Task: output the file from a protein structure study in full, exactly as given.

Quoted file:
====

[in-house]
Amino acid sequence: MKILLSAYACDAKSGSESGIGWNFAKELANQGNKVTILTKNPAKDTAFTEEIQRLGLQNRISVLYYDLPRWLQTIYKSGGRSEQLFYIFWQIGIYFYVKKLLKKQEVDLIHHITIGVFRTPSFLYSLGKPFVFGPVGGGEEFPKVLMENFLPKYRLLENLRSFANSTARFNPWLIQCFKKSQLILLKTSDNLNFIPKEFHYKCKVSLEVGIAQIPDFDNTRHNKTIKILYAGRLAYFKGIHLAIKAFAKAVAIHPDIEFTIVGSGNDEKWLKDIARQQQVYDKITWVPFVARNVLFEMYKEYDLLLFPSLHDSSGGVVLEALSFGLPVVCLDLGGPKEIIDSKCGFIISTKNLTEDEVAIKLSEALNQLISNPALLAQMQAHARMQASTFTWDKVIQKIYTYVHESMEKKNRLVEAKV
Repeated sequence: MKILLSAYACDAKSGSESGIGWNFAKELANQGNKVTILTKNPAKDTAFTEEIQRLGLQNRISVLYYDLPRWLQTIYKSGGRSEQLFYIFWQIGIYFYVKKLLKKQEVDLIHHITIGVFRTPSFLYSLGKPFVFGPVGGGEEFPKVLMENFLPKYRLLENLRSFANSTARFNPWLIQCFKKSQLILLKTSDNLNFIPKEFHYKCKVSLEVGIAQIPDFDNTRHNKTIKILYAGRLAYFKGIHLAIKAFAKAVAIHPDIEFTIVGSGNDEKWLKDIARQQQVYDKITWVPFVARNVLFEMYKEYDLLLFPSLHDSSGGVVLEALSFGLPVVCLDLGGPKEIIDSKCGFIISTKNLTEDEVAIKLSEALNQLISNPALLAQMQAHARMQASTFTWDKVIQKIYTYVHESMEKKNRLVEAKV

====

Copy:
[in-house]
Amino acid sequence: MKILLSAYACDAKSGSESGIGWNFAKELANQGNKVTILTKNPAKDTAFTEEIQRLGLQNRISVLYYDLPRWLQTIYKSGGRSEQLFYIFWQIGIYFYVKKLLKKQEVDLIHHITIGVFRTPSFLYSLGKPFVFGPVGGGEEFPKVLMENFLPKYRLLENLRSFANSTARFNPWLIQCFKKSQLILLKTSDNLNFIPKEFHYKCKVSLEVGIAQIPDFDNTRHNKTIKILYAGRLAYFKGIHLAIKAFAKAVAIHPDIEFTIVGSGNDEKWLKDIARQQQVYDKITWVPFVARNVLFEMYKEYDLLLFPSLHDSSGGVVLEALSFGLPVVCLDLGGPKEIIDSKCGFIISTKNLTEDEVAIKLSEALNQLISNPALLAQMQAHARMQASTFTWDKVIQKIYTYVHESMEKKNRLVEAKV
Repeated sequence: MKILLSAYACDAKSGSESGIGWNFAKELANQGNKVTILTKNPAKDTAFTEEIQRLGLQNRISVLYYDLPRWLQTIYKSGGRSEQLFYIFWQIGIYFYVKKLLKKQEVDLIHHITIGVFRTPSFLYSLGKPFVFGPVGGGEEFPKVLMENFLPKYRLLENLRSFANSTARFNPWLIQCFKKSQLILLKTSDNLNFIPKEFHYKCKVSLEVGIAQIPDFDNTRHNKTIKILYAGRLAYFKGIHLAIKAFAKAVAIHPDIEFTIVGSGNDEKWLKDIARQQQVYDKITWVPFVARNVLFEMYKEYDLLLFPSLHDSSGGVVLEALSFGLPVVCLDLGGPKEIIDSKCGFIISTKNLTEDEVAIKLSEALNQLISNPALLAQMQAHARMQASTFTWDKVIQKIYTYVHESMEKKNRLVEAKV